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Sable Communications of California, Inc. v. Federal Communications Commission

Citation. 492 U.S. 115, 109 S. Ct. 2829, 106 L. Ed. 2d 93, 1989 U.S.
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Brief Fact Summary.

The Petitioner, Sable Communications of California (Petitioner), implemented “dial-a-porn” as a business and was charged with violating a federal statute prohibiting obscene telephone messages.

Synopsis of Rule of Law.

Sexual expression that is indecent, but not obscene is protected by the First Amendment of the United States Constitution (Constitution).


In 1983, the Petitioner started a porn phone line in the Los Angles area. Special phone lines were installed that could handle large volumes of calls. The phone company charged users a special fee for dialing these numbers. The fee was spit between the phone company and the Petitioner.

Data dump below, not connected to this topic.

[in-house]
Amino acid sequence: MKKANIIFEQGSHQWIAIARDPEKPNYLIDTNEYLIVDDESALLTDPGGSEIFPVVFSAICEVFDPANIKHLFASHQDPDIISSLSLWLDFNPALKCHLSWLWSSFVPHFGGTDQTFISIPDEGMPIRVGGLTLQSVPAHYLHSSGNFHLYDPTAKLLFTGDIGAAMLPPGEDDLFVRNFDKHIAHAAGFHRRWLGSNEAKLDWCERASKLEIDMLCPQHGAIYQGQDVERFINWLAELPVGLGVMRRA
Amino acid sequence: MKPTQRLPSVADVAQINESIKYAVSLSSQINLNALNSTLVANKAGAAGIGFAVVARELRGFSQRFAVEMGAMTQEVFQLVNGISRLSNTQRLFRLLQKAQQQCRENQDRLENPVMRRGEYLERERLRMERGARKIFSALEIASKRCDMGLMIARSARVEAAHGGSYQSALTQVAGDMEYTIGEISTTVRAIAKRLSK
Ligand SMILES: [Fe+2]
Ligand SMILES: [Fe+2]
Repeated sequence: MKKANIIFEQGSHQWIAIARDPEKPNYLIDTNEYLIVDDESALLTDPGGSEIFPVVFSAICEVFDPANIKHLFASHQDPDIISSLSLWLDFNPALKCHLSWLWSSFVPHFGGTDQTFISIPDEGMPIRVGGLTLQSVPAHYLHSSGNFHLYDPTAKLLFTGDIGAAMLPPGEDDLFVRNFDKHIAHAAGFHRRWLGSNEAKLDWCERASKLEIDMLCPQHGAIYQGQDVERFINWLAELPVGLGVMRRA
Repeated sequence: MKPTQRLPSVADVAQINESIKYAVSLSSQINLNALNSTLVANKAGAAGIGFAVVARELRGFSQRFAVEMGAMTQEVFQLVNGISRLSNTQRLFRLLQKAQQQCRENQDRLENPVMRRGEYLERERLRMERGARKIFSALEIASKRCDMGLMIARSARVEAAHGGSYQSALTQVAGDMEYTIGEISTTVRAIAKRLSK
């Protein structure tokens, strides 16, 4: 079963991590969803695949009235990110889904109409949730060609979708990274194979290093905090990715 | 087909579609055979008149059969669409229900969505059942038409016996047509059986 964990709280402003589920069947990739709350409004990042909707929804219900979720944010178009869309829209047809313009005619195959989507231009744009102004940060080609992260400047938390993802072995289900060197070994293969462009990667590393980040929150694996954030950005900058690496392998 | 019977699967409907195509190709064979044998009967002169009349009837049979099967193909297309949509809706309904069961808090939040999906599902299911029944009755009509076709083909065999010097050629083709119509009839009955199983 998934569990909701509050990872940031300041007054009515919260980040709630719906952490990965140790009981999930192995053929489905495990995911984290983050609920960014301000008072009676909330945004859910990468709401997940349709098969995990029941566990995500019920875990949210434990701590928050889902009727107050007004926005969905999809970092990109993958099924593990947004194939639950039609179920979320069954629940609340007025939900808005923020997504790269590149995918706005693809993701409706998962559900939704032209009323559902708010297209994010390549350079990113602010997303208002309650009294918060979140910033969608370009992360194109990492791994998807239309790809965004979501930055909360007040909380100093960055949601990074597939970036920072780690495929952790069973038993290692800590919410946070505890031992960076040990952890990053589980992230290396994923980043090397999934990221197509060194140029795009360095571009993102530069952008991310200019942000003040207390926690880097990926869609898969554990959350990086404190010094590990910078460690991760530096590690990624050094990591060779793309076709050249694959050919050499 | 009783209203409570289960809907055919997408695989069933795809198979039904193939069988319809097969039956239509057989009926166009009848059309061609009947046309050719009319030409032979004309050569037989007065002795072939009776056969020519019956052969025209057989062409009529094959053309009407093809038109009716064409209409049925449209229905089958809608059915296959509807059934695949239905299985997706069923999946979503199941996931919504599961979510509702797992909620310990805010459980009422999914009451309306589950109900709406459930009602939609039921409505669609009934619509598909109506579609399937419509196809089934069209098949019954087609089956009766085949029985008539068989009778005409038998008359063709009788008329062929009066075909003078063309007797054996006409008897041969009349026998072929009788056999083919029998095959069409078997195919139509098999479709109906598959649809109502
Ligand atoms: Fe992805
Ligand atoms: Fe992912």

Is it constitutional for the Respondent, the Federal Communications Commission (Respondent), to ban indecent and obscene interstate commercial telephone messages?


It is constitutional to ban obscene telephone communications, but this regulation is not narrowly construed.


This decision is distinguishable from Pacifica because of the medium of communication. Where the airwaves may permeate the privacy of a home, the dial-a-porn requires an affirmative action by the person to receive it. The Respondent argues that this regulation is necessary to protect minors from accessing the porn, but the majority rejects this due to a lack of evidence.

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